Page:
After the climb, we took our time on the downhill section. We also snapped a few pictures in front of one of the lakes in the area. This was the chill, take in the scenery portion of the ride. Eventually, we made it to the single track section, a part of the trail that the guy who rented us our bikes said never got narrower than three feet wide. That comforted us because we knew that for about 4 miles the single track section traverses the side of the mountain which is at about 8,700 foot elevation mark. But that feeling did not last long. We were probably no more than a half mile into the side of the mountain traverse when we saw that the single track got a lot narrower than that — more like 1.5 feet wide. That freaked us out. We realized that we would really have to take our time on this portion of the trail because if we didn’t a nice sheer drop to our death waited for us on our left shoulder. And if that didn’t unnerve you enough, there was the occasional slipping of your tire on the dirt path or wobble when you’d accidentally ride over the rocks in the road. I rode a big part of that section with my left foot off the pedal and touching the ground for leverage and control (making me flash back to what Cat said she hated about mountain bike paths).

Interestingly enough, Cat was the one that was better able to handle the situation mentally so I let her lead the way down the path. There were sections where we had to get off our bikes and walk as that was the only safe option. And a couple of times we scooted over to the right to let more experienced mountain bikers coming at us from the opposite direction ride by us. There was a group of 20-years-olds who had started the day with us, but long after we finished the ride, they still hadn’t made it back to the bike shop to return their bikes. We thought for sure that the 14-mile ride would only take about 2.5 hours to complete. But with the stops and the slow pace along the mountains edge, it took around 3.5 – 4 hours to finish.We assume the 20-year-olds finished the ride too, but I have a feeling they also had a hard time traversing that narrow four mile stretch. Cat and I were proud of our accomplishments and felt good that we were able to make it through the trail a lot faster than people who were 20 years younger than us. That being said, both of us agreed that we don’t ever need to ride that trail again. We also breathed a sigh of relief that we hadn’t taken the kids with us on this excursion.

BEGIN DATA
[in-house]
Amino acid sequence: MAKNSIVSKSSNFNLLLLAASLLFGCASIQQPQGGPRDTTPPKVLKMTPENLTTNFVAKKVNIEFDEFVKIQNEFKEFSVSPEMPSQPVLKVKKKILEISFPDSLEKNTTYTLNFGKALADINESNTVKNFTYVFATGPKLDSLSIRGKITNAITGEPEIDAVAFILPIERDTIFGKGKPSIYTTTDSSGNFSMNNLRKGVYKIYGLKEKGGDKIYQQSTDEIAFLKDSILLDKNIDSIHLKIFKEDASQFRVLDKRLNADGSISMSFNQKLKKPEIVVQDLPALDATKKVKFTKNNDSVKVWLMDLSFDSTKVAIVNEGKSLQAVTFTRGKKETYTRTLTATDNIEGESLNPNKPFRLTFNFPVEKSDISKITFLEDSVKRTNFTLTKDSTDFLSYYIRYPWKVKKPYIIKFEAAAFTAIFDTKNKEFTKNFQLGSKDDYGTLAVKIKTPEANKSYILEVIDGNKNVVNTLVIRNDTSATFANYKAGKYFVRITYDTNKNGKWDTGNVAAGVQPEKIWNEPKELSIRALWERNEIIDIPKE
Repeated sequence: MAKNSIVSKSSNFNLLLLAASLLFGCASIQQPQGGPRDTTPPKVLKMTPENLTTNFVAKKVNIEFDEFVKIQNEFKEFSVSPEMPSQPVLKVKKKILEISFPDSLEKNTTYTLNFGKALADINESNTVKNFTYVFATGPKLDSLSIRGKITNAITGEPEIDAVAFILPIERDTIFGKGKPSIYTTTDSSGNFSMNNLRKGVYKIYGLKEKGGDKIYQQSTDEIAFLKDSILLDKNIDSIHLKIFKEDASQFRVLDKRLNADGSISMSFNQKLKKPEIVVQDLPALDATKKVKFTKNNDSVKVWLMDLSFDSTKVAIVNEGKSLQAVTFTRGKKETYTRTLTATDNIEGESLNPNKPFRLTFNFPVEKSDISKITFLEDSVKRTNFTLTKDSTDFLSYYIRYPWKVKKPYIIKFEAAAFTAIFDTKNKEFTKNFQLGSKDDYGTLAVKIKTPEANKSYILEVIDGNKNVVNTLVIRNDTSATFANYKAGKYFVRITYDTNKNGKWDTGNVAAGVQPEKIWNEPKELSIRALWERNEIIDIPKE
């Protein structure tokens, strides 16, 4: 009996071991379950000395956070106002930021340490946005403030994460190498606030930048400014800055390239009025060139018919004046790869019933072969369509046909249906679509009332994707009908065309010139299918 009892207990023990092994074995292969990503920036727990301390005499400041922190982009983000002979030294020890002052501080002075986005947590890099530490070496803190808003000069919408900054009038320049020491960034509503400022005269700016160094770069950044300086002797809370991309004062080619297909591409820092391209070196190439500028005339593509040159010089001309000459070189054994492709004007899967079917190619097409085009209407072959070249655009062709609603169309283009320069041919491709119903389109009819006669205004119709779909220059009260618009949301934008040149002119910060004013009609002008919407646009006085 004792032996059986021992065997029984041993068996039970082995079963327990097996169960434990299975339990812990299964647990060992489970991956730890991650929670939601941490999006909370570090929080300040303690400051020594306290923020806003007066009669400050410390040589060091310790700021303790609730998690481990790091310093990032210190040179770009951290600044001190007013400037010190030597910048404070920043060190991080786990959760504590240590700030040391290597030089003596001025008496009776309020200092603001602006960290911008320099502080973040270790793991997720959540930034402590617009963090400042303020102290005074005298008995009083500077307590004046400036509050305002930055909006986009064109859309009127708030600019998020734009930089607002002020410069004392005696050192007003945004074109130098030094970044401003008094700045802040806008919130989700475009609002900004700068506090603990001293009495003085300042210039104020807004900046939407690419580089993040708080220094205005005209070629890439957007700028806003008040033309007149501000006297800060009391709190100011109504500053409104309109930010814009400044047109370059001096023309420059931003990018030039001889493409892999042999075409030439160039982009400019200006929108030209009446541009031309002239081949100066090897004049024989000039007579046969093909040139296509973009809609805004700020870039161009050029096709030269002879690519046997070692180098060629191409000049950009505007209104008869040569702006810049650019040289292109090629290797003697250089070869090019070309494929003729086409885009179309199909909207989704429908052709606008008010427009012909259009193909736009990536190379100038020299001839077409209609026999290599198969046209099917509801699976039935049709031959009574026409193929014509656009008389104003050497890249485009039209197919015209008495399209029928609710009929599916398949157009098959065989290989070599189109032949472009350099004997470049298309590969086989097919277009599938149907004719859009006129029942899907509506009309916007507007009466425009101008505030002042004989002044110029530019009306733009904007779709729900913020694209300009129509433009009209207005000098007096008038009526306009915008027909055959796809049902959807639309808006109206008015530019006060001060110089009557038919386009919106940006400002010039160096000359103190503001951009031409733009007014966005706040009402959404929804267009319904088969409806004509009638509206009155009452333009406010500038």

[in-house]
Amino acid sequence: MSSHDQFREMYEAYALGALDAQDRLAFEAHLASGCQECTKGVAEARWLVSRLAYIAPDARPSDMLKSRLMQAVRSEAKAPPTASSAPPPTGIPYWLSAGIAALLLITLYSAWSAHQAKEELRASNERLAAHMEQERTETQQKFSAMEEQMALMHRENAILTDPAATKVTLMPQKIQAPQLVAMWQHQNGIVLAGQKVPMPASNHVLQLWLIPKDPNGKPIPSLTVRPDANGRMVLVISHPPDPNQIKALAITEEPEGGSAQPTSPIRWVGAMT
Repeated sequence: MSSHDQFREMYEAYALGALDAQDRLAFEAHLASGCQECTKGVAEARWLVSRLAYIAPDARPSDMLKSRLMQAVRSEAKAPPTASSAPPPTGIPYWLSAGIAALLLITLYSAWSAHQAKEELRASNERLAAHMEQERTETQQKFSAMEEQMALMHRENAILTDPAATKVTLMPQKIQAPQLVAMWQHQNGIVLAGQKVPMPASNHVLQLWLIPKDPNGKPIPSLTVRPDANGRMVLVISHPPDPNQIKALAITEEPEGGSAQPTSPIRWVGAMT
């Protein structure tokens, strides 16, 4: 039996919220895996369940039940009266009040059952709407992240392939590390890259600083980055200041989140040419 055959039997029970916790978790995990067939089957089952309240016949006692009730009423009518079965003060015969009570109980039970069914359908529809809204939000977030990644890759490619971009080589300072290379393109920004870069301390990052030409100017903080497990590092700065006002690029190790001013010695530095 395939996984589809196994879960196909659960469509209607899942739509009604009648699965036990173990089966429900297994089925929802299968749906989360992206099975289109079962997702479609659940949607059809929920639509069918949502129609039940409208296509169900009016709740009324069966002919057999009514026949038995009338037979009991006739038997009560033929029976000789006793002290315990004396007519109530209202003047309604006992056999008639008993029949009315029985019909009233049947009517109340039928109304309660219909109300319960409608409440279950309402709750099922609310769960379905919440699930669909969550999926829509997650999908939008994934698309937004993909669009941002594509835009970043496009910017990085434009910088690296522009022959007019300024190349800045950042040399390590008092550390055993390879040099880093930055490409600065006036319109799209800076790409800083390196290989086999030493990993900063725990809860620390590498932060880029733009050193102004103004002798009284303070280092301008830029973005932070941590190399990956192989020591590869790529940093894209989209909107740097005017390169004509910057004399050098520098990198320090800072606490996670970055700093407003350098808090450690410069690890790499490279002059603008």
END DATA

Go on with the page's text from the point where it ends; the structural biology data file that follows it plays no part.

That’s all for now. More next month.



  1. WOW!!! Amazing pictures, especially of the scary bike trail. You are all amazing athletes.

    Comment by carol d — August 10, 2015 @ 1:13 am

  2. thanks carol. we were very happy to finish that ride ;-).

    Comment by dave9169 — August 10, 2015 @ 1:59 am